for my disks. I have other tools for mucking about with the values
seen here (a proper copy of Partition Magic being just one of them).

ftp://ftp.symantec.com/public/english_us_canada/tools/pq/utilities/PTEDIT32.zip

I learned this stuff, in the process of moving stuff off C: and reformatting
the C: partition, then moving everything back. Once I did the Fixboot
from the Recovery Console and made sure the boot flag was set for the
partition, it all worked again. Depending on what you're doing,
there is also the VolumeID field to consider, but that isn't crucial
to understand. It is more of a cosmetic detail, and means one less
count against you with respect to Windows activation. Windows intends
for each partition to have a unique VolumeID, so if you're cloning,
you'd want the initial volume to not be visible, and then correct
the VolumeID value on the clone. If two identical VolumeIDs are present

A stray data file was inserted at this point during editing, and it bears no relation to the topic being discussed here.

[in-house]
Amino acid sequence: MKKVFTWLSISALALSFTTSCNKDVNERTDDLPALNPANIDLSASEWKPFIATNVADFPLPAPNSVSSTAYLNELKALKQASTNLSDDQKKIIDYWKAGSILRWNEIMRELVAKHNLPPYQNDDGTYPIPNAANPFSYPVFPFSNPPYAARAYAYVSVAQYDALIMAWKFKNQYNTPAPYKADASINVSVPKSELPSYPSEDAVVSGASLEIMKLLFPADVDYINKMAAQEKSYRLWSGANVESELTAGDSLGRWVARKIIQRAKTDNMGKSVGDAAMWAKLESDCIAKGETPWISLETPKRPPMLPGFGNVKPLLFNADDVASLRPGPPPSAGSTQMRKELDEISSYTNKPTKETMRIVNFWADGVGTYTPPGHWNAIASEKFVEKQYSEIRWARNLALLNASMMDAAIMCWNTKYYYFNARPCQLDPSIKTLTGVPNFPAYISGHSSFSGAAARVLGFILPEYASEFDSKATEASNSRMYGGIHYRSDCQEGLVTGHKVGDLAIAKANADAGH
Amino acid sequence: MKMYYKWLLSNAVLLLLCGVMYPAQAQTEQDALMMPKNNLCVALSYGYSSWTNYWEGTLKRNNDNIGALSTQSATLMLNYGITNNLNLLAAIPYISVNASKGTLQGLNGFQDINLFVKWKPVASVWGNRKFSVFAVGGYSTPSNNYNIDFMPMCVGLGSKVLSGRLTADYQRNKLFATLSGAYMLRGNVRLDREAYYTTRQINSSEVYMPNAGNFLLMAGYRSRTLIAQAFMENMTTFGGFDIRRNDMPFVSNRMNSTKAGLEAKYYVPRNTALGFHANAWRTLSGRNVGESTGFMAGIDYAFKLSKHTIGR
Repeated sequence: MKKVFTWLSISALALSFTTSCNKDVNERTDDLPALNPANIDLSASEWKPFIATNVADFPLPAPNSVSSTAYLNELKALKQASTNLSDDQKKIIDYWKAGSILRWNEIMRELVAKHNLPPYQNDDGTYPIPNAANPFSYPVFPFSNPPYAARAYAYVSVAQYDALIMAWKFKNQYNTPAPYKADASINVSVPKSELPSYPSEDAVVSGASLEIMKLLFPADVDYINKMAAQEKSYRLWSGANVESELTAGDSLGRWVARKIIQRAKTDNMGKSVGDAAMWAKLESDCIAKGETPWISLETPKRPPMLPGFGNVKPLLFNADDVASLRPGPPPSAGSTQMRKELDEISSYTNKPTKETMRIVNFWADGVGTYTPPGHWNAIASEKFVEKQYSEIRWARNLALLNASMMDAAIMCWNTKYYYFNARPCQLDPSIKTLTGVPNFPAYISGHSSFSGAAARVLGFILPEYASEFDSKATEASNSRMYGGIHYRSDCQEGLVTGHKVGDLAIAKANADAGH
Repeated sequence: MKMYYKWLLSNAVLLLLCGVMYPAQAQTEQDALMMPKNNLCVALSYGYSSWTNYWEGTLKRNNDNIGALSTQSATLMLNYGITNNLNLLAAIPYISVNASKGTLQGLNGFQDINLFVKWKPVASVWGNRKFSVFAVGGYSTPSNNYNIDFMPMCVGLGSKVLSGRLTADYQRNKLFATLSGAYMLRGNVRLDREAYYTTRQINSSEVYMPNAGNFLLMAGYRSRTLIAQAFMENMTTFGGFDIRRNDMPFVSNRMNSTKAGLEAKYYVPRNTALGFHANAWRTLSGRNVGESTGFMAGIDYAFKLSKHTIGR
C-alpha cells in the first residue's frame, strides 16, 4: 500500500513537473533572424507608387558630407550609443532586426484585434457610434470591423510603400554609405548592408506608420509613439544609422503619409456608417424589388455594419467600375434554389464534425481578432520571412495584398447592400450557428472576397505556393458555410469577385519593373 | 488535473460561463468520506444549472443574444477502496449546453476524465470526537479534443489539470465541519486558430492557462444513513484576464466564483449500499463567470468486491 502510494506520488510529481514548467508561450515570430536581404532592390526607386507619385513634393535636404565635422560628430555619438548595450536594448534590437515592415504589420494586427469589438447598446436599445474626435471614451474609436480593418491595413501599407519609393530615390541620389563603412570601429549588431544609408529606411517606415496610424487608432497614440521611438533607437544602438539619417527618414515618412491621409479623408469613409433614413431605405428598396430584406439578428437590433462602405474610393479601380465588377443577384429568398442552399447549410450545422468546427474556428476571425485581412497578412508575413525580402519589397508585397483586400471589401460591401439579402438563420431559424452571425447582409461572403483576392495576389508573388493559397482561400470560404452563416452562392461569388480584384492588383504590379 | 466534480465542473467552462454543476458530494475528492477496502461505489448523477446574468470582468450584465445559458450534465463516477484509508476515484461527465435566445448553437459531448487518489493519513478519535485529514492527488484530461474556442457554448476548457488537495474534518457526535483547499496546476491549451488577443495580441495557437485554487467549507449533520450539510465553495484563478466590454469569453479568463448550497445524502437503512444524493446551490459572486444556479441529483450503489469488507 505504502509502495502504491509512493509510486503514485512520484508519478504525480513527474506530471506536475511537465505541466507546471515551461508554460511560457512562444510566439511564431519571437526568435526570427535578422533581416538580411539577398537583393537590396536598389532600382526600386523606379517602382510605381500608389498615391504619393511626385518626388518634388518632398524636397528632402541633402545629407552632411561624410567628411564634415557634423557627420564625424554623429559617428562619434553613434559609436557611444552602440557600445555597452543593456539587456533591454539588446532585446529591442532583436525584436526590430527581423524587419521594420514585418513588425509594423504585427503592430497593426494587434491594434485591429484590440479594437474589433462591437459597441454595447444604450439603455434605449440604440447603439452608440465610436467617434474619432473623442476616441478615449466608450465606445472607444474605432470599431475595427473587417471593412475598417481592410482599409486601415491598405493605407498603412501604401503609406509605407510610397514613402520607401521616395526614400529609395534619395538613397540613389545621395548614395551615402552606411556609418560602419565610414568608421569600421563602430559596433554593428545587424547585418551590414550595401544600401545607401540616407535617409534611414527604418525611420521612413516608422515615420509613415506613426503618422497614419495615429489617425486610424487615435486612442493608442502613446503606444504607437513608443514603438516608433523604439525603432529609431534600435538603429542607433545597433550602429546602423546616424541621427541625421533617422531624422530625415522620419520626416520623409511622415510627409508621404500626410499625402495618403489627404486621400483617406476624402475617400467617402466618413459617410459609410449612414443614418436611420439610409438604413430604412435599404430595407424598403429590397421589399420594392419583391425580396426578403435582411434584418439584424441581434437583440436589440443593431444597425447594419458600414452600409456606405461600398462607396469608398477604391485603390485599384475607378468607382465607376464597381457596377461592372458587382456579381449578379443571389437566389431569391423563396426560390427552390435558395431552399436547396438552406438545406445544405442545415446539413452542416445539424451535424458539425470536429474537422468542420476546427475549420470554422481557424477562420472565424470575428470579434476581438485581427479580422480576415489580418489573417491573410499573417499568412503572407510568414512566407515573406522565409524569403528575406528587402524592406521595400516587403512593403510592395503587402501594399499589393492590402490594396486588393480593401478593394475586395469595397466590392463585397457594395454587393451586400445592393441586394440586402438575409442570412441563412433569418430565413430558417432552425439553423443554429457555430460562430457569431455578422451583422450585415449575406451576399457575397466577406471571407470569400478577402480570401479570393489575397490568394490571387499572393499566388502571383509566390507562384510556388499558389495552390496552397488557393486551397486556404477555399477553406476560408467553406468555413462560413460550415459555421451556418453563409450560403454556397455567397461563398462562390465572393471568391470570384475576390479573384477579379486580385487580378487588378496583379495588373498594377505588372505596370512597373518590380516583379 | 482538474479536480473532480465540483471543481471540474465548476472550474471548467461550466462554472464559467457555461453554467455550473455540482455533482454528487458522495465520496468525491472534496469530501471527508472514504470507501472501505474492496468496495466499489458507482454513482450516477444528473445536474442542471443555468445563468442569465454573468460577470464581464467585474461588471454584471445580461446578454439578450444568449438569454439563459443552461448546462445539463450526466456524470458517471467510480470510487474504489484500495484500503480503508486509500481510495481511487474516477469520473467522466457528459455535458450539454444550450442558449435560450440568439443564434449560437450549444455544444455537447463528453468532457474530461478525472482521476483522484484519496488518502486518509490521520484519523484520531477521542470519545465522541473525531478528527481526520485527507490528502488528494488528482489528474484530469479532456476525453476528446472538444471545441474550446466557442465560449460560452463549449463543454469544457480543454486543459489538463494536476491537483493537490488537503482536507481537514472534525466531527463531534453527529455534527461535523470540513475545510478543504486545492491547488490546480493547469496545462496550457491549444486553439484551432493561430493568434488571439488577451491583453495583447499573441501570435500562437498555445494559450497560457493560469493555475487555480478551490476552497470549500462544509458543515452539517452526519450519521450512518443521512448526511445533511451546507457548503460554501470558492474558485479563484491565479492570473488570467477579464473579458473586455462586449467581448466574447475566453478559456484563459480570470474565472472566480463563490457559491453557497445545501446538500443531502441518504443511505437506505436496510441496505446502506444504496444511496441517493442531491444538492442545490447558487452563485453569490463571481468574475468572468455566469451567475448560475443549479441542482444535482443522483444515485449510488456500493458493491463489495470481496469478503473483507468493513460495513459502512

when Windows is running, I'm sure Windows will see to it that one is
corrected and made unique again. There is nothing you can do about
the physical serial number of the hard drive itself (stored inside
the drive), and that remains as a potential difference between the original
and the clone. Windows activation is supposed to check the physical
serial number of the boot drive, as well as the VolumeID, and you
can fudge the VolumeID.

To correct a VolumeID, you need to keep track of the original values
on your system, for future reference.

http://technet.microsoft.com/en-us/sysinternals/bb897436.aspx

What little I learned, was learned while screwing around. The
reason I never got "burned", is because I had good sector by
sector backups. If I made a mistake, I could put it all back,
and had to on one occasion :) So the first skill you want
to perfect, is your backup strategy. If any tool needs to
understand how to handle all of the above perfectly, it is
your backup tools.

Paul
 
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P

PeterC

(Apologies for inserting here): Paul, thank you for this information. I'll
have another go with XXClone and play with the clone, as XXC seems less
complex than most of the other apps.